Sócrates opens with a death, or rather a specific moment after that death. An abrupt cut shows us, in closeup, a woman laid on her back, eyes closed, with someone else’s hand touching her forehead and calling, with increasing panic, “Mãe?” This hand belongs to Sócrates (Christian Malheiros), the woman’s teenage son who is soon to land destitute on the streets of São Paulo.

This brief opening ends as abruptly as it begins, in a clever representation of the moment’s total rupture. But it’s soon time to move on. Sócrates initially continues his mother’s cleaning work, pretending that she’s merely sick and just needs covering; this soon collapses, at least in part because the boy is underage. The state tries to help—there is a father somewhere, but it is clear Sócrates doesn’t want that line pursued. His landlady allows him to stay for a while, but she can’t maintain this if he can’t make rent. We see no context for the supporting cast’s own straitened circumstances; the filmmakers know that this is sheer fact of life.

Alexandre Moratto directs and co-writes, creating a brief but well-formed film that follows the social realist playbook to the letter. (Ramin Bahrani is listed as a producer.) The visual style is often expressively cramped, and the Baixada Santista area is shot with little romance though some affection.

Extra poignance arrives with Sócrates’ one-time co-worker Maicon (Tales Ordakji), and an ensuing romance; this is told with great rhythm (and some delicate sound recording), its downbeat developments skilfully underscoring this Unicef-supported local crew’s dedication to presenting the surrounding life on the poverty line.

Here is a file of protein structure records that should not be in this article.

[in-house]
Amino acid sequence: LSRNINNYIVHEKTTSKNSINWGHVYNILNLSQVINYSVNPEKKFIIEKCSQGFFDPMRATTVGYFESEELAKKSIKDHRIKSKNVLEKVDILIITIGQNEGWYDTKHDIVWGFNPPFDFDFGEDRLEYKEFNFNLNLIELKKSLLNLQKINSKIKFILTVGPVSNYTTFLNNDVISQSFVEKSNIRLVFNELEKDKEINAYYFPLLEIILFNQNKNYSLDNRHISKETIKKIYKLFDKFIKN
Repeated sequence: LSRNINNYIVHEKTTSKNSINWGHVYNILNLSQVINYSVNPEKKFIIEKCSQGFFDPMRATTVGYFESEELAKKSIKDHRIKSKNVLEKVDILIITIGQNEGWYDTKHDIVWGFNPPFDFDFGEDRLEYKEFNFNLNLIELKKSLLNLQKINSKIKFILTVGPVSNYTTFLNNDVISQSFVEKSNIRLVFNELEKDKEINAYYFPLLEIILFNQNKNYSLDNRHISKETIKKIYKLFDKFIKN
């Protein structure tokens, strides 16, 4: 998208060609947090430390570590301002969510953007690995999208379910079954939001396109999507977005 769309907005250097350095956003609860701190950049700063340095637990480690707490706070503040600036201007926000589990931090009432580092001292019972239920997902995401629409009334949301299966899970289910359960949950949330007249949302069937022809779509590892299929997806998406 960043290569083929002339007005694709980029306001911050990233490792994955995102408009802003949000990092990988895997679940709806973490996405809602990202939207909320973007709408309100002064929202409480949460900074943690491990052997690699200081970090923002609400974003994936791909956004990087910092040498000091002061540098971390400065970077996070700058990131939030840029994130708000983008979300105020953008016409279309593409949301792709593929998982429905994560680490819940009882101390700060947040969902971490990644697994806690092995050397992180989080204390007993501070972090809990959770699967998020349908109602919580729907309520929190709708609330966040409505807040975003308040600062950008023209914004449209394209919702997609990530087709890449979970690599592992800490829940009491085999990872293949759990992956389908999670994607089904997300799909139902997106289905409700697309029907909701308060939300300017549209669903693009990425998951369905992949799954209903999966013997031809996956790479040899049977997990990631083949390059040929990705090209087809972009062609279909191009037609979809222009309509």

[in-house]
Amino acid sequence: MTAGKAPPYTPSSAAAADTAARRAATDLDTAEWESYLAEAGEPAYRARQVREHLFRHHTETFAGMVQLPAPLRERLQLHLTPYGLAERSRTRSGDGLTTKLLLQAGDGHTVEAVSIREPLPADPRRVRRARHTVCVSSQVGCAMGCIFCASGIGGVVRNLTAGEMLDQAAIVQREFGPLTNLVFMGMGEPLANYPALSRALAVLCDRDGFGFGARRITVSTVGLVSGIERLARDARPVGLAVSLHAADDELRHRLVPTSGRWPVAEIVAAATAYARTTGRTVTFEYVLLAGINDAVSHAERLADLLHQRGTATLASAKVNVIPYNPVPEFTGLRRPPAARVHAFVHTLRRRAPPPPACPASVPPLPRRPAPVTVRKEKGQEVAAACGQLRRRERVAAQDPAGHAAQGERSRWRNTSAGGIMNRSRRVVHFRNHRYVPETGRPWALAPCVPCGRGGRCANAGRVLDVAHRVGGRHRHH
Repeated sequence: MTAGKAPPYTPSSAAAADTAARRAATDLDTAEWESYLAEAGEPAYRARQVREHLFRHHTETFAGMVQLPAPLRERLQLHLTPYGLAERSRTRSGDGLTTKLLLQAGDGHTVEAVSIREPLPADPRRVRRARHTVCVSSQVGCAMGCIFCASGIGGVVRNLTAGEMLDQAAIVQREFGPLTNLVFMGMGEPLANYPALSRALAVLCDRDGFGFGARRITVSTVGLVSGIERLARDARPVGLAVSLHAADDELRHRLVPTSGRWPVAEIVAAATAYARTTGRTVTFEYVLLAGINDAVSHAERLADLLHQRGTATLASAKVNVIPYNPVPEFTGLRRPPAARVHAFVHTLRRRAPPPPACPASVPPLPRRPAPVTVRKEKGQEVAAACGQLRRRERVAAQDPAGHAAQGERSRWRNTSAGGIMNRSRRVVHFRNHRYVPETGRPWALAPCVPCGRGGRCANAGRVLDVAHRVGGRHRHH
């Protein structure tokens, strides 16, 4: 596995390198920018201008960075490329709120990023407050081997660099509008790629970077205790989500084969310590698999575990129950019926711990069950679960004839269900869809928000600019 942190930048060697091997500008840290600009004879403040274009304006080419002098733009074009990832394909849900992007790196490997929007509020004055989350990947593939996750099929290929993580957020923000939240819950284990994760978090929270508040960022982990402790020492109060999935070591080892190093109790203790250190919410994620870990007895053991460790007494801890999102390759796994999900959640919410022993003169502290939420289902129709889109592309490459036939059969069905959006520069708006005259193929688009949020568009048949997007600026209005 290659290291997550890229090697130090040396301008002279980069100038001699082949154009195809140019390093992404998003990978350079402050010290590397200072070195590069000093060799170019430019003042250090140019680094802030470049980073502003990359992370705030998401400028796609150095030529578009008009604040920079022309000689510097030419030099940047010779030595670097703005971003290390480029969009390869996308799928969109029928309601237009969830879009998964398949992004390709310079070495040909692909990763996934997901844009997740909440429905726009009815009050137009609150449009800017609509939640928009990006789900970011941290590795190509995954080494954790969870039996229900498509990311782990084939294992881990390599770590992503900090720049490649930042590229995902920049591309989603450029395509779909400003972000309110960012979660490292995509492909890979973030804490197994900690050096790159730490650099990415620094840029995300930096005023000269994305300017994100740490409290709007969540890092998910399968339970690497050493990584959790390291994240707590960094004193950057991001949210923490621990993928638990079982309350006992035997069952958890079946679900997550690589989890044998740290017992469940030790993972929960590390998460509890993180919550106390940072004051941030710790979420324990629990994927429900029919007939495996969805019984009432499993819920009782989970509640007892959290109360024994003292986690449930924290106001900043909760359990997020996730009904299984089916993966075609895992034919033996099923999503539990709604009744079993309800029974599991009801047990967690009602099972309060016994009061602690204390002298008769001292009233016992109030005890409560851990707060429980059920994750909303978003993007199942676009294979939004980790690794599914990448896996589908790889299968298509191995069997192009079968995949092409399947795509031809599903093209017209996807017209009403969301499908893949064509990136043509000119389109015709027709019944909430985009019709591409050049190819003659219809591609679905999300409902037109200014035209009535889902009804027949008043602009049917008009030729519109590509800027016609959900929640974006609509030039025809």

The film rarely ventures outside of the largely expected—although the ending forces a potent rethink of what Sócrates’ journey really means. This surprising through-line works, though; carried, along with so many things, by Malheiros’ moving debut performance.



CAST: Christian Malheiros, Tales Ordakji, Jayme Rodrigues, Vanessa Santana, Rosane Paulo, Caio Martinez Pacheco, Andrielly De Melo Chaves

DIRECTOR: Alexandre Moratto

WRITERS: Thayná Mantesso, Alexandre Moratto

SYNOPSIS: After his mother’s sudden death, Sócrates, a 15-year-old living on the margins of São Paulo’s coast, must survive on his own while coming to terms with his grief.

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